Prof. Christian Herdeg at the University Hospital of Tübingen has developed an alternative approach for intracoronary pharmacotherapy for the treatment of patients with constricted coronary vessels. Localised drug delivery using special catheters is far superior to the use of uncoated stents and is also a way of avoiding the disadvantages of coated, i.e. drug eluting stents. For patients with existing or recurrent stenoses, the new method, which has just been tested in a clinical trial, offers promising possibilities. On 16th April 2009, the new method was awarded a prize at a meeting of the German Society for Cardiology in Mannheim.
Coronary vessel constrictions (stenoses) are a serious health problem. Patients suffer from chest pain and distress, and in the worst cases life-threatening infarctions may even result. Stenoses can be treated with the insertion of stents, small lattice tubes that support the vessels from the inside and keep them open in order to allow the blood to flow through. Folded stents can be accurately placed in the heart using a heart catheter.
However, the long-term effectiveness of stent implantations is limited due to new constrictions (restenoses) that tend to occur following coronary interventions. Stents coated with a drug that prevents, or least delays, restenosis were developed as an alternative approach to standard stents. However, these coated stents are also associated with some disadvantages. In addition to the reaction of the vascular wall to a foreign metal object, the drug coating prevents the implant from becoming integrated into the vascular wall, resulting in sudden constrictions caused by blood clots. Furthermore, in the case of coated stents, only the vascular wall regions that are in direct contact with the stent lattice are in contact with the drug; the gaps between the metal grids have no contact with the drug.
Heart specialists at the University Hospital in Tübingen have developed an alternative approach that combines the advantages of uncoated stents with the advantage of homogenous drug transfer to the vessel wall as a whole, thereby also avoiding the potential disadvantages of coated stents. The new strategy, which is currently only used at the University Hospital of Tübingen, involves the insertion of an uncoated stent and the subsequent transfer of the drug to the whole vessel wall with a catheter. The use of a special catheter enables a complete moistening of the constricted area at the same time as enabling the stent to grow well into the tissue.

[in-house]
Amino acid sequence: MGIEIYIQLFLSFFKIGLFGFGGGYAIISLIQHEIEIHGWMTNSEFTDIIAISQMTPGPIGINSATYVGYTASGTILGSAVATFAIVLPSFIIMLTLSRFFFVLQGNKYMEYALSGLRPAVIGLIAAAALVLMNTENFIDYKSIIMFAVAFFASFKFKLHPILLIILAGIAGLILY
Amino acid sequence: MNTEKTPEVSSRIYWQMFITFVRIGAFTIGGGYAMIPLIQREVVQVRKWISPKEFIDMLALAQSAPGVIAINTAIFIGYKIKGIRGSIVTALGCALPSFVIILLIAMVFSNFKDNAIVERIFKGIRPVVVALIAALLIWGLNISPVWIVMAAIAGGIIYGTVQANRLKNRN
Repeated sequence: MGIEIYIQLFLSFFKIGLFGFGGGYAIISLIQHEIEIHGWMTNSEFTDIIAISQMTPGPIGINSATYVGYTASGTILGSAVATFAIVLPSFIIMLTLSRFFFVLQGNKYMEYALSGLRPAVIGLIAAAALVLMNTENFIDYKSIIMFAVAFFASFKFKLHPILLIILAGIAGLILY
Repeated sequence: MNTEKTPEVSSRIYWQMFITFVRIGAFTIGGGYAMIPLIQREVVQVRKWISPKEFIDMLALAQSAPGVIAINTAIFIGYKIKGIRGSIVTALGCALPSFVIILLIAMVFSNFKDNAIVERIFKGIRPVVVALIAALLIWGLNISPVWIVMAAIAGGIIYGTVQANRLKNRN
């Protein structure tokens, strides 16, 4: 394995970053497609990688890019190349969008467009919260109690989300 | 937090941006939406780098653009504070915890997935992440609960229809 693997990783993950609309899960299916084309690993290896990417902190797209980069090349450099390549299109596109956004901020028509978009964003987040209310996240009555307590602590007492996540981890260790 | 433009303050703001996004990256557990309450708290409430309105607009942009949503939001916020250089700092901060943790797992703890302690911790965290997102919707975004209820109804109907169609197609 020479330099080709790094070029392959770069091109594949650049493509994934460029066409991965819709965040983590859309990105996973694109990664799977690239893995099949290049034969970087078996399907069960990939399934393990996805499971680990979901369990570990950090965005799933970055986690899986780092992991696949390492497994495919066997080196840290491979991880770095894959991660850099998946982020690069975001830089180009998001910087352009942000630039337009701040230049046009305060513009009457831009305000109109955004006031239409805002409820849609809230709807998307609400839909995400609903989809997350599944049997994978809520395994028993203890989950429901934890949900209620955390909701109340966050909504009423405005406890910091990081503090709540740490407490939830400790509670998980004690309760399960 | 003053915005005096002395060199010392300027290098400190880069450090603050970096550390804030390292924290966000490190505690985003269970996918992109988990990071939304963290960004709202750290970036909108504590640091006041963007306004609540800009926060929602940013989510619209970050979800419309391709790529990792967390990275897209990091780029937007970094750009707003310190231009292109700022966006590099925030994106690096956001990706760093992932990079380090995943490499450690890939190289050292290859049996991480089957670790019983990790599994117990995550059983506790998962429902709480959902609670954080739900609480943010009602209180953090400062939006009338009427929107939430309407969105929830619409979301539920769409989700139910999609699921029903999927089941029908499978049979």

"I have been focusing on catheter-based drug delivery since my doctoral thesis," said Prof. Christian Herdeg, the inventor of the new method. Herdeg has already received four prizes for this innovative method. On 16th April, the 42-year-old cardiologist received the Andreas Grüntzig Prize along with a cheque of 5,000 euros. This prize is the most prestigious prize awarded in the area of interventional cardiology.
Herdeg's method is already being routinely used at the Tübingen University Hospital and the benefit of the method has been confirmed in a recent clinical study involving 204 patients (LOCAL Tax Study). "We have not only been able to help patients who need a stent, but also patients for whom the implantation of a stent is ineffective or impossible." The method involves the expansion of the constriction with a balloon, followed by treatment of the area affected with drugs. The drug paclitaxel has been seen to have a long-term effect, even after a single administration.
The new comparative study has shown that the method is superior to the method using uncoated stents and leads to results that are as good as those achieved with a drug eluting stent without, however, being associated with the disadvantages of the latter. "This is a clear improvement for our patients," said Prof. Herdeg.
The method is also suitable for patients who already have a stent and who require a second one due to a recurring constriction at the same site. Balloon-assisted drug application often renders a second stent unnecessary.
Further information: University Hospital TübingenDepartment of CardiologyProf. Christian HerdegE-mail: christian.herdeg(at)med.uni-tuebingen.deTel.: +49 (0) 70 71 / 29-8 44 56Fax: +49 (0) 70 71 / 29 4413